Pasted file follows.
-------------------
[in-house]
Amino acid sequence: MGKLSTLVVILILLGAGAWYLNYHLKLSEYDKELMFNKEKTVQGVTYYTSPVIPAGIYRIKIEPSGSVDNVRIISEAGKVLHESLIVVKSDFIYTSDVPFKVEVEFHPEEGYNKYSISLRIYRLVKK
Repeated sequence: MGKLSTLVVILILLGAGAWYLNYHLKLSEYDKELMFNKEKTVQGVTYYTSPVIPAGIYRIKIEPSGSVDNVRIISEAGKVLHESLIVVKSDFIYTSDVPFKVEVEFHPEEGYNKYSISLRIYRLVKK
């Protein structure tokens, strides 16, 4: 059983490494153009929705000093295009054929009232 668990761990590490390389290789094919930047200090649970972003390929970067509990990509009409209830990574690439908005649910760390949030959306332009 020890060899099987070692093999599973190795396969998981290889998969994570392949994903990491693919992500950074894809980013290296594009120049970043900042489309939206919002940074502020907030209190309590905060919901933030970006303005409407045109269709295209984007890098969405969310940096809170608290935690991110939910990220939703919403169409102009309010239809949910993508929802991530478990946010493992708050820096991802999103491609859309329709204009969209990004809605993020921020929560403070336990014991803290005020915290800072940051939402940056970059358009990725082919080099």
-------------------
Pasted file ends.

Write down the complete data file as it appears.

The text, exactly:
[in-house]
Amino acid sequence: MGKLSTLVVILILLGAGAWYLNYHLKLSEYDKELMFNKEKTVQGVTYYTSPVIPAGIYRIKIEPSGSVDNVRIISEAGKVLHESLIVVKSDFIYTSDVPFKVEVEFHPEEGYNKYSISLRIYRLVKK
Repeated sequence: MGKLSTLVVILILLGAGAWYLNYHLKLSEYDKELMFNKEKTVQGVTYYTSPVIPAGIYRIKIEPSGSVDNVRIISEAGKVLHESLIVVKSDFIYTSDVPFKVEVEFHPEEGYNKYSISLRIYRLVKK
């Protein structure tokens, strides 16, 4: 059983490494153009929705000093295009054929009232 668990761990590490390389290789094919930047200090649970972003390929970067509990990509009409209830990574690439908005649910760390949030959306332009 020890060899099987070692093999599973190795396969998981290889998969994570392949994903990491693919992500950074894809980013290296594009120049970043900042489309939206919002940074502020907030209190309590905060919901933030970006303005409407045109269709295209984007890098969405969310940096809170608290935690991110939910990220939703919403169409102009309010239809949910993508929802991530478990946010493992708050820096991802999103491609859309329709204009969209990004809605993020921020929560403070336990014991803290005020915290800072940051939402940056970059358009990725082919080099």